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post #44 of 80 Old 10-12-2015
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Re: Torqeedo

Rob,
I agree with your suggestions but I'm one of those people who actually does need the range. My biggest range hog is crabbing. I'll take the kids out with four crab rings and work them continuously until we have enough for dinner. That can involve as much as 1.5 hours running around the harbor from ring to ring. Add in a geriatric dog who needs to wiz on short notice and often doesn't make it to shore without having an accident and you've got to factor in at least one high speed run to shore per day, generally in the morning. I'd love a quiet electric motor at those times so I'm always trying to figure out how to make it work but it never pencils out, regardless of cost.
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post #45 of 80 Old 10-12-2015
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Re: Torqeedo

I have a Torqeedo 1003L and a Tohatsu 6HP EL. When I go out sailing to where I normally sail off the mooring(I don't have to maneuver through a 2 mile yacht storage area), I have two options. If the wind is OK or better on the other side of the bay, then I will motor out with the Torqeedo at about 3 knots. If it dies and I need to get further to get to it, I will motor with the Torqeedo. Its quick and easy. When I take the boat off the trailer or on the the trailer I will use the Torqeedo since it gives good forward and backward movement and slow where I need it.

But if its just too calm in my part of the bay, and I need to get out into the bigger part of the bay, then I will use the Tohatsu to get out there quickly at hull speed. If I need to move a good distance at hull speed like an hour or two, I will use the Tohatsu. If I need to get back to the mooring on as approaching storm, I will use the Tohatsu. If for some reason the tohatsu won't start I use the Torqeedo as a back up. I have two batteries. One is always kept in reserve.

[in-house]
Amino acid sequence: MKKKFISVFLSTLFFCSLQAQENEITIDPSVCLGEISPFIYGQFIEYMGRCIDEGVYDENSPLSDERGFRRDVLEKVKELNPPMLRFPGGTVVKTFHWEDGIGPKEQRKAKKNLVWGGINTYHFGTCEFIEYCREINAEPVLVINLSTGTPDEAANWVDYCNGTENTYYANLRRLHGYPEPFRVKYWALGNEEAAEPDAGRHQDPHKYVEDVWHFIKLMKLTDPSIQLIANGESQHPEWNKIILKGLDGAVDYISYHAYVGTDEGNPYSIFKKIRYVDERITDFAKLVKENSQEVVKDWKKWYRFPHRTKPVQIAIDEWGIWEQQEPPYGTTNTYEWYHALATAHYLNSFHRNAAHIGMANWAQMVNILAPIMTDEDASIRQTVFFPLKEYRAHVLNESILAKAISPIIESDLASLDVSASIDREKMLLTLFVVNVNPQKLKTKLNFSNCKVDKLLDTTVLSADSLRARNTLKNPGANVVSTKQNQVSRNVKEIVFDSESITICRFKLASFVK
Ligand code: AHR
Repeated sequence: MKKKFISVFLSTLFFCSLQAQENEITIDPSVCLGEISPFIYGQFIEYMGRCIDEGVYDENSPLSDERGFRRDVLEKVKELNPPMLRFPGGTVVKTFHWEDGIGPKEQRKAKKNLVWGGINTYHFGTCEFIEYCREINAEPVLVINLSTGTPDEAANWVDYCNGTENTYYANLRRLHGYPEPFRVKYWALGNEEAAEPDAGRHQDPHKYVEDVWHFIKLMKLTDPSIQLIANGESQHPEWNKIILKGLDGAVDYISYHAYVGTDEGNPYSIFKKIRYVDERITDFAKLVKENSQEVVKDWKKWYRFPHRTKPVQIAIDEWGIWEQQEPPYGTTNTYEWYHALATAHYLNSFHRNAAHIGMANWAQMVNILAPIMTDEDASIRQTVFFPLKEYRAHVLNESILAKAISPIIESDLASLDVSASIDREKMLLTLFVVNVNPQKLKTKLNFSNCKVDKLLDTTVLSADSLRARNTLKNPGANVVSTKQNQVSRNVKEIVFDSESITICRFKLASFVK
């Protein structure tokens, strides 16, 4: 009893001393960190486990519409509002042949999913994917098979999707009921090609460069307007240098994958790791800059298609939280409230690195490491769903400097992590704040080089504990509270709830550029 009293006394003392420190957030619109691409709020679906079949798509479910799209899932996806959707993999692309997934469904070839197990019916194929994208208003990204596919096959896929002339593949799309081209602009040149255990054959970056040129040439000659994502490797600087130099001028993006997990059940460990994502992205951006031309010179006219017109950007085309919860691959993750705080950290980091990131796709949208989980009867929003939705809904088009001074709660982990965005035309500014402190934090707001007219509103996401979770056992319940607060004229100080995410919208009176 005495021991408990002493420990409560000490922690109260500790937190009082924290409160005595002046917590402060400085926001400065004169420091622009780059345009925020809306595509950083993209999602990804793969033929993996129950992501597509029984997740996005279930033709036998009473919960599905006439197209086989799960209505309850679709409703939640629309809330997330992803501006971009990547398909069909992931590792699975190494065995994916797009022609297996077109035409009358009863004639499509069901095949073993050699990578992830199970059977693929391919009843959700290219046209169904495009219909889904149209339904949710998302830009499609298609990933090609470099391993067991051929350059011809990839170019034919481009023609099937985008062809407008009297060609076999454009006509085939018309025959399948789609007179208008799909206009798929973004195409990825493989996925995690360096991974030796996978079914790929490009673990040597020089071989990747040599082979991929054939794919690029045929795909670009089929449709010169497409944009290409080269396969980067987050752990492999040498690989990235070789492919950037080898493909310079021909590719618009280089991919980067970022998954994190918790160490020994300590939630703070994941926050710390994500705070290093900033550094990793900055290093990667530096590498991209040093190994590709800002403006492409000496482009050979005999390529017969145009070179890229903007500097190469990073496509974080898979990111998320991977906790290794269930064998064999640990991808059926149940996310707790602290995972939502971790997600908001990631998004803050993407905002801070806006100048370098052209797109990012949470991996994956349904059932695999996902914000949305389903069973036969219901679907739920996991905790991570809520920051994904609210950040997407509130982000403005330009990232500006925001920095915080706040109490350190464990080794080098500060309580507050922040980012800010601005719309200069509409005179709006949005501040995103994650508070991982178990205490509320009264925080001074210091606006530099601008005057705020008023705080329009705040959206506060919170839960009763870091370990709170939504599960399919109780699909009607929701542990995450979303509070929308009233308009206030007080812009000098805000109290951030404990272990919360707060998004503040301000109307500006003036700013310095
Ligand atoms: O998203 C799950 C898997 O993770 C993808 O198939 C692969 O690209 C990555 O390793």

If I'm not in a hurry, or if wind is less that optimum, or I don't have a long distance to go, or on an emergency basis, I will use the Torqeedo. If I am in a hurry, or wind and waves get difficult to sail, or I have a long distance to go, then I will use the Tohatsu.

Because of an inheritance my wife got recently, we were able to have a Torqeedo AND a 6hp gas engine. Having both makes sailing the best of all possible worlds.
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post #46 of 80 Old 10-12-2015
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Re: Torqeedo

I have the 1003 and have been using it for a season now on my Portland Pudgy dinghy. I really like it. Everything is very well designed and works well. I did get the E45 error once. I'm glad they have fixed that.

This thing is powerful! Waaay more power than I need for the Pudgy. Anything more than 1/2 throttle and I'm just turning AH into vibration and small fractions of a knot. The display is great though. You can give the throttle a 1/10th of a twist and see how much speed you gain and how much your range is decreasing. It's easy to stay on top of your charge and know how much you have this way.

Once, recently I needed to do about a dozen trips back and forth to the boat. By adjusting the speed a little I was able to make sure I was going as fast as I could, yet had enough "gas" for all the trips.

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post #47 of 80 Old 10-12-2015
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Re: Torqeedo

Quote:
Originally Posted by IStream View Post
Rob,